Duke's Mike Krzyzewski says NCAA's maximum game totals for upcoming season present schools with 'crazy' challenges

For years, Mike Krzyzewski has been touted as the college basketball czar the sport needs. With schools scrambling to complete schedules less than a month before the season starts, he seemed to be campaigning for that role as he questioned some of the decisions made by the NCAA and other officials in the offseason.

During his preseason virtual press conference Wednesday, the legendary Duke coach said rules tied to the maximum allotment of 27 games for the upcoming season have created more challenges.

The NCAA initially said schools could reach the maximum of 27 games by entering one multiteam event (MTE). Last week, however, the NCAA changed course and announced that teams could play in two multiteam events to reach that number.

"In cutting down from 31 [games] to 27 [games], it should have been where you just give 27 games," he said. "We didn't do that, so then people tried to form their own MTEs, get into different things and now, you can get into two MTEs. You're trying to figure out games. I just think the planning in that regard was not very good. Once you cut down from 31 to 27, you should've just given everyone an opportunity to schedule and not worry about the MTEs. We actually have formed our own because we had to. It's crazy. It could've been easy to just say 'Everyone's got 27, let's go.'"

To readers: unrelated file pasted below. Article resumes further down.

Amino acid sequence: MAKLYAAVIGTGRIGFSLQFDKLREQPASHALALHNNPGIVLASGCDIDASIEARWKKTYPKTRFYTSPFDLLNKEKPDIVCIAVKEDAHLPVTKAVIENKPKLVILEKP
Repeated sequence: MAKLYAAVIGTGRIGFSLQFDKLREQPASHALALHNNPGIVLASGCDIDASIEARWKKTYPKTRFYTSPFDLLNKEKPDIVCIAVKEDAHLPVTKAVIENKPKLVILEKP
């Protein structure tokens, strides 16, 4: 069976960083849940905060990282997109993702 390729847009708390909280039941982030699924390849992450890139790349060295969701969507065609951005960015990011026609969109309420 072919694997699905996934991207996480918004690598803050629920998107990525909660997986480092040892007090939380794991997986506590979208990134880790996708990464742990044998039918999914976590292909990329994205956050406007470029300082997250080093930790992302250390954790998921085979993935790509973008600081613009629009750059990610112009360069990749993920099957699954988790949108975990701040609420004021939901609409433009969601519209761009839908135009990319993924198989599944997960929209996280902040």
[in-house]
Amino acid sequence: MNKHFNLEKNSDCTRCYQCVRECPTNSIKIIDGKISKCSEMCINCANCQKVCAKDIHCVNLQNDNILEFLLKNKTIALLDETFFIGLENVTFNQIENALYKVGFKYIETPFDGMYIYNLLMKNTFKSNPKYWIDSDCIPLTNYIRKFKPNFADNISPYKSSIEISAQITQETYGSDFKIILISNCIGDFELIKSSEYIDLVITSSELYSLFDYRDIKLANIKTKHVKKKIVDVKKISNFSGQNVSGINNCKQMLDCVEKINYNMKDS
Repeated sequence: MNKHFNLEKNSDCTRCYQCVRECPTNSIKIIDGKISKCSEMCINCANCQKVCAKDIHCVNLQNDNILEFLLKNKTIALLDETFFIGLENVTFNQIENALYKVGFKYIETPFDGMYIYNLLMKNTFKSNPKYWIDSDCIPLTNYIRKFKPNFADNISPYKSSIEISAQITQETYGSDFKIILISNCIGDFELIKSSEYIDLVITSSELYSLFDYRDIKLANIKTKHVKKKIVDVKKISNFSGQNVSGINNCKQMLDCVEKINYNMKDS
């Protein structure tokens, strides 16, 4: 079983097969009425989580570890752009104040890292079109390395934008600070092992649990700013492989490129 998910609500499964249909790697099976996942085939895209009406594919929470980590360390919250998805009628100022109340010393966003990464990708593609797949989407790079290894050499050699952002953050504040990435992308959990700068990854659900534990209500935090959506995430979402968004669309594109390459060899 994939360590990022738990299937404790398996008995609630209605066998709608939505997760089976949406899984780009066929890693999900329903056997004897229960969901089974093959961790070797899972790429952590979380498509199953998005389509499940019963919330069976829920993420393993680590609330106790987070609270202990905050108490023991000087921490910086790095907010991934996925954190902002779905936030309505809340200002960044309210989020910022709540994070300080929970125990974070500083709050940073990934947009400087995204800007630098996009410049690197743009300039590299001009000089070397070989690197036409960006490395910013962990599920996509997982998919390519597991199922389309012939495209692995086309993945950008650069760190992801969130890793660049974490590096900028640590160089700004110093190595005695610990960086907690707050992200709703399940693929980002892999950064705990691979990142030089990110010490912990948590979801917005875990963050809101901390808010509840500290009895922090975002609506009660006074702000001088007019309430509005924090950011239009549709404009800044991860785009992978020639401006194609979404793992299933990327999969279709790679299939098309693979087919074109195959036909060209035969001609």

Krzyzewski joked that Duke might have to play opponents from local playgrounds to complete its schedule.

He also suggested that conferences, not the NCAA, have to do the significant work to make the season succeed.

"There is no regular season," he said. "From the very start, this was not looked at as a time that we are in a pandemic and there is not going to be a regular season, not like what we've had. The NCAA got a starting date and they got an end date. Nothing against them. That's the main thing they're concerned about, then it really goes to the conferences to figure it all out. ... We're going to have March Madness. We don't know how teams will get in. We don't know a lot of things but we know we're going to have a regular season. We just don't know much about both. That's a helluva way to run a railroad."

Earlier this week, ESPN announced it had ended efforts to host multiple preseason events in Orlando, Florida, next month because of logistical, health and safety concerns. Teams around the country continue to seek alternative MTEs or other nonconference options before the Nov. 25 start of the season.

College basketball will return at a difficult time. Multiple programs have either cut sports or announced significant deficits. On Tuesday, Bethune-Cookman, a historically Black college, announced it would not play sports in 2020-2021 because of concerns about the virus. At UC Riverside, officials are fighting to prevent the elimination of the entire athletic department.

Meanwhile, many states are experiencing an uptick in cases as the virus continues to spread.

While Krzyzewski cited concerns about the uncertainty, he said he hopes a national standard around COVID-19 will arrive in time for the college basketball season.

"Hopefully, by the time we do play, there will be national protocols medically so that everyone who's playing against one another will be under the same medical protocols, which I think are essential to the safety of these kids," he said. "We're good. Our guys are good. They all want to play and we've got to make sure that there's a safe environment and they have an opportunity to play."